Being a popular pesticide, producers lobbied to overturn the finding.  Some of those lobbyists now work within the administration, and now the EPA wants to delay a ban for at least 5 years, arguing that the original data needed to be available for all to play with. But when a federal appeals court demanded that the EPA follow through on the ban, the EPA tried to claim that the study’s data were “inaccessible.”

The problem is that the study was so detailed and from such a small area that identification of the members of the community that participated would be possible were the entire dataset made public. While Columbia offered a few alternatives that would preserve the privacy of the participants while permitting more detailed reanalysis, industry and the EPA were apparently uninterested, which seems to confirm the notion that their purpose was simply to reject the findings by claiming the data were insufficiently transparent.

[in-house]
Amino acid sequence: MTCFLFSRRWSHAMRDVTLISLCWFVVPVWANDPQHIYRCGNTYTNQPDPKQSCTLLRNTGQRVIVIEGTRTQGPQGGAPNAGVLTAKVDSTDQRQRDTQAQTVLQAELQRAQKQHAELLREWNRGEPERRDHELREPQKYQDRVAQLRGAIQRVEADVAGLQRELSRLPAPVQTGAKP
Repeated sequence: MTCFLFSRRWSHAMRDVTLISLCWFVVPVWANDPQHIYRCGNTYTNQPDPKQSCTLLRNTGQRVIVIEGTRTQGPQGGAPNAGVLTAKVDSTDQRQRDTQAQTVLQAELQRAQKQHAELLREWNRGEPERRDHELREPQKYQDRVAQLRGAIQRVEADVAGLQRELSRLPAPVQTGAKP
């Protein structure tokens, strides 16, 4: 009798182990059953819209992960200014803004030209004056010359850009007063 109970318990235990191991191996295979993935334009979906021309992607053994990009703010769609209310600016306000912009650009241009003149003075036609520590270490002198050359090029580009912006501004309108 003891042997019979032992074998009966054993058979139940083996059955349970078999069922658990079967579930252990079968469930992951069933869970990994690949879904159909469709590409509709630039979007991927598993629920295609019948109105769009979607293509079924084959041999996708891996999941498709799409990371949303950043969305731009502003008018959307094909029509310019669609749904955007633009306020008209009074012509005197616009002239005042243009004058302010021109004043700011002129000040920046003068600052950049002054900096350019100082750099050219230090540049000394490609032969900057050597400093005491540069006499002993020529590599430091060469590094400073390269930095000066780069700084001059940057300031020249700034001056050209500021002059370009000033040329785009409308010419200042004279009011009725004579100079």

This is the rather obvious playbook that those who pushed the HONEST Act effectively are trying to implement and apply to many other outcomes they dislike. If there was real honesty on the part of these people, their effort would include real money to help make anonymous the data as much as possible and would require that all industry-sponsored studies (not only the ones they want to promote) would be similarly required to share all their data.

Don’t hold your breath waiting…unless a plane just flew over dusting with chlorpyrifos…

Science is for Suckers